Classes started Friday June 17th with an orientation followed by an actual class followed by running all over this campus trying to find the correct person to talk to!

My Macedonian class has 4 students in it (which is one more than last year, apparently).

-PhD student in linguistics, who knows at least 3 other languages
-Masters student who knowns Russian and taught himself Polish
-IU professor who wishes to continue her research into the minority groups in Macedonia. But has never had a Slavic language before
-The Professor, who was born and raised in Skopje.

As you can see on this list, I am the second to the bottom or 4th from the top in level of experience. Or you would think. I am not a natural language learner, so picking up languages is work. (I should actually be studying rather than writing to you, but I digress). And everyone else in the class is fluent in at least two languages, often times 3 (actually now that I think about it, yes they are all fluent in 3 different languages.)

So no pressure.

But I just need to keep reminding myself that I am under no obligation to preform to their standards, or where they are in class. I just need to do the best that I can while learning this language, which oh by the way is in an entirely different alphabet! Its going to be tough, but I will succeed.

After class, we got to wander around to buy books, get our ID card, get our parking permit, etc etc etc. Oh by the way, did I mention that the IU campus is about 2.5 miles across? And that it takes 15 minutes minimum just to walk to class? Have I also mentioned that y old campus was a grand total of a leisurely 5 minute walk? No, well, let me tell you.

I dislike walking this much.
No seriously, I collapsed into bed the first day when I got done walking around. Today, biking back was a really harsh reminder of how out of shape I am. Bobby tried to tell me, well, you are 750 feet (?) or so above sea level, so that's why you are out of breath more often. Nice try honey, but I know better. This is payback for never finishing physical therapy from the universe.

however, the rooms in the dorms are really nice, even if we don't get a lot of interaction with other people. All of my classmates live off campus, and there doesn't seem to be a lot of events scheduled early on for us to get to know each other. But, I'm sure over time, I will get to know people.

See you around the globe!

Wednesday, June 8, 2011


As part of the Fulbright, my travel to the PDO, my hotel while in DC, food while at the PDO, and $100 for food not covered while at the official PDO (they cover breakfast and lunch). So as a note that is $100 for three days. July 20-23, 2012 is the PDO at the Renaissance Hotel near the convention center in Downtown DC (Mt.Vernon St/Convention Center stop).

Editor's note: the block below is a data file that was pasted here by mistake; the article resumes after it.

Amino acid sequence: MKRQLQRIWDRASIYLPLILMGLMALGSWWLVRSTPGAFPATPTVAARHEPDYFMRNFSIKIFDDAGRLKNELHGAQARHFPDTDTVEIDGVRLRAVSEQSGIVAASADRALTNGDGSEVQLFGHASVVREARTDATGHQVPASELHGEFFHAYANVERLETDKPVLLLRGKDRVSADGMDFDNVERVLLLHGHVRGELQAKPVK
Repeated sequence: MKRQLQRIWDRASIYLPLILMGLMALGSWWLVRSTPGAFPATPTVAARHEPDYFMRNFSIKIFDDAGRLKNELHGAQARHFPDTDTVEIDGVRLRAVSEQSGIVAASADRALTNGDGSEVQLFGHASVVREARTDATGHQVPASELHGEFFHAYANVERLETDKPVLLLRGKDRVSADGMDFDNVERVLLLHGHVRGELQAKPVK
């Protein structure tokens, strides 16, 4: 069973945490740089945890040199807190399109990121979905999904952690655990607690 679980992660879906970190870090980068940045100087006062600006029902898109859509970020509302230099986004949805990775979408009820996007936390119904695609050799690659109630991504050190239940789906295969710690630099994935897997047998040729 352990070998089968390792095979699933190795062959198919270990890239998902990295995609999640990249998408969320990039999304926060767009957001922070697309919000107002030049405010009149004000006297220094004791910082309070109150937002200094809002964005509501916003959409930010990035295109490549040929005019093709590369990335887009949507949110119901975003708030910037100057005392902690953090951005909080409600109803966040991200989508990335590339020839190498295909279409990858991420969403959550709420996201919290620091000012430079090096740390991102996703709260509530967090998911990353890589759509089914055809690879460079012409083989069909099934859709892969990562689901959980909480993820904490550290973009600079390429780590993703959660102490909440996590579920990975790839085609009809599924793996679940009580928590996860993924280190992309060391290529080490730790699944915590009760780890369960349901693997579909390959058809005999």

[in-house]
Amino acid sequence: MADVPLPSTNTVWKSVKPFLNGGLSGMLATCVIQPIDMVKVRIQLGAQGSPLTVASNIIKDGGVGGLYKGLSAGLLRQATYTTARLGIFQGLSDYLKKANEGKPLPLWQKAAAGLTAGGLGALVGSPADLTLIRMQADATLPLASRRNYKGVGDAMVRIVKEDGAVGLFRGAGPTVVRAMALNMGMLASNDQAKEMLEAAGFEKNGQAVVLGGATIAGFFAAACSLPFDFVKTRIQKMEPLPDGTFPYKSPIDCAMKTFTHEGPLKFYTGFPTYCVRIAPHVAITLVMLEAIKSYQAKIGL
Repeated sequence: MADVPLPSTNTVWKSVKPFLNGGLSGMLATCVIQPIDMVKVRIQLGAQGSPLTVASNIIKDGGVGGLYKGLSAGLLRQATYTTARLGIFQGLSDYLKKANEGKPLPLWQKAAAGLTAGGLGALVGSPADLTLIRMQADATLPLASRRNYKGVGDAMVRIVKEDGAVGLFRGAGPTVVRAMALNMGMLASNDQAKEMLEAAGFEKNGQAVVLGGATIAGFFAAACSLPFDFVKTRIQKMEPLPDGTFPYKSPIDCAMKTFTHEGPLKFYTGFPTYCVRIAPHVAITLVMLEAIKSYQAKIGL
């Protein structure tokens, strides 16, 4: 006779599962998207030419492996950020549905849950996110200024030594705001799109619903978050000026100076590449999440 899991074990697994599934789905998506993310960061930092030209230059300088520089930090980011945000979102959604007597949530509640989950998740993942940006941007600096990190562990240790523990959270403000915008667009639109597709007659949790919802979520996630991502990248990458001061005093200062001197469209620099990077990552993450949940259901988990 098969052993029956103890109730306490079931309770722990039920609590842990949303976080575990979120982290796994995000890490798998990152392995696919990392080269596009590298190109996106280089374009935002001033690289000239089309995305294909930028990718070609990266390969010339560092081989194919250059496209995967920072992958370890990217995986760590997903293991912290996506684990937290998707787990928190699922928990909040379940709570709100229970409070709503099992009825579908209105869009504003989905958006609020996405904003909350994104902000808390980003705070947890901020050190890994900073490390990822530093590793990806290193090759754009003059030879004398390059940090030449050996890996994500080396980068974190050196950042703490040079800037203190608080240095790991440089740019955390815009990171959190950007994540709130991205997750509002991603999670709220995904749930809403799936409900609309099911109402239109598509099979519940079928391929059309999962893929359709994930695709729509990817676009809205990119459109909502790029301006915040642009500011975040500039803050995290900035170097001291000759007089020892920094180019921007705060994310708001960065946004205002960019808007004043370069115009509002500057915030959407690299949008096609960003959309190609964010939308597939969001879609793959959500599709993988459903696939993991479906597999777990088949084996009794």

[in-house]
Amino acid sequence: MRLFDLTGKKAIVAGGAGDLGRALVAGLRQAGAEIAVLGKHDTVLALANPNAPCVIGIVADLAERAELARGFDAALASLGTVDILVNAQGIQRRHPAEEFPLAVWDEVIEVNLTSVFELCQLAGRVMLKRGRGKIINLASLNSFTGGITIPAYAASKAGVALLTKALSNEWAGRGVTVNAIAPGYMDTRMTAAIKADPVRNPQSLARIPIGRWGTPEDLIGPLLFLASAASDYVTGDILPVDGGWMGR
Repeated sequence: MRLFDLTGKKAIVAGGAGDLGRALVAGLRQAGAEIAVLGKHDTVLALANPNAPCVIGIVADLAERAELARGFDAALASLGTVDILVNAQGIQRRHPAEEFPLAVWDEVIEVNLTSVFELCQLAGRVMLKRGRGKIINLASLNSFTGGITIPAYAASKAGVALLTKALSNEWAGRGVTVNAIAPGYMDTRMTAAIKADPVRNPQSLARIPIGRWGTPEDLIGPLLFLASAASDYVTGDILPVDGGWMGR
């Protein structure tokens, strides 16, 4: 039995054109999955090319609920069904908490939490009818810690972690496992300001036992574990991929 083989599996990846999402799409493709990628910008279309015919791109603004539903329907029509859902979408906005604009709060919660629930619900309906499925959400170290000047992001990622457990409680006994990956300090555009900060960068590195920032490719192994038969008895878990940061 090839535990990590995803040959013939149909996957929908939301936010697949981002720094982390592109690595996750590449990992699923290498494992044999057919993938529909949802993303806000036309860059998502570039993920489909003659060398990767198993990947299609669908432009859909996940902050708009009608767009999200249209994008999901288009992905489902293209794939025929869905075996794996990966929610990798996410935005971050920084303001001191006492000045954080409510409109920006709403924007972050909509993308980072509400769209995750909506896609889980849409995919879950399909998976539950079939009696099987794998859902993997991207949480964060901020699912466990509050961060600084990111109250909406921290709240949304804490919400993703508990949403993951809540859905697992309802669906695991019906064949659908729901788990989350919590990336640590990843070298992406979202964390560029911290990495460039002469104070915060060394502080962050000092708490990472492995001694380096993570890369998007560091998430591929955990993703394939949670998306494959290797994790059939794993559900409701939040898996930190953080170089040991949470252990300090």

Since I will be in Bloomington at Indiana University studying Macedonian at the time of the PDO I will be flying from Indianapolis to DC. I'll leave at 7:25am and arrive at DC Reagan at 8:59 AM. Check in at the hotel is on average at 3pm, but check-in for the PDO is from 12:00pm-5:30pm. So hopefully, I will be able to check in early/ at least get luggage storage at the Renaissance. Then maybe I will go explore (maybe. might be a nred and study over the materials that I should be doing at IU.

The Program:

Wednesday July 20
6 - 7:30 pm          Opening Reception
7:30 pm               Evening Free

Thursday July 21
8-9 am            Continental breakfast
9-4:15 pm       Sessions (including lunch break)
4:15 pm          Evening Free

Friday July 23
7:30-8:30 am    Continental Breakfast
8:30-2:15pm     Sessions (including lunch break)
2-2:15 pm         Evaluation and Closing

Then I have until 6:30pm at which time I will be on a flight back to Indianapolis. Then drive back down to Bloomington.

Sounds like fun! Who knows what other info will be coming in soon!

See you around the globe!

Your tax dollars at work!

So, I have got loads of information for y’all!

We (Fulbright Scholars that is) received info on our pre departure orientation (PDO). Then a few days later (ie today 6/8) they uploaded the Virtual Orientation Packet. It has answers to most (almost all-
woohoo for the government!) of my questions.

The first nugget of information that I received was about our PDO. We had to book our travel to DC and confirm our place at the PDO. If we did not go to the PDO, we forfeit our Fulbrights. So a little bit of a scare tactic, but hey, I registered that same day. And booked travel. I could really get used to the whole go online, pick a flight, click confirm and have tickets without paying a dime (thus the title). {For more about the PDO, see later posts}

With the Virtual Orientation Packet, it provided information about:

  • the Accident and Sickness Program for Exchanges (which included info on our medical coverage while abroad and prescriptions while abroad)
  • Fulbright Program Background
  • Fulbright Alumni
  • Tax Information (our awards are taxable)
  • Social Media Information/Guidance (about info like this blog, which I guess I should read before post, huh? oh well)
  • Regional Info (with a note- more info to come soon!)

The website also gave info for tourists- like they know how we think: hey, I'll be in DC, might as well visit some cool places! Maybe I'll go visit a Smithsonian or two after we get out? We'll see...

We ALSO got an email with more info on Macedonia, but since this post is already pretty long, I'll save that for a later post.

I'll see you around the globe!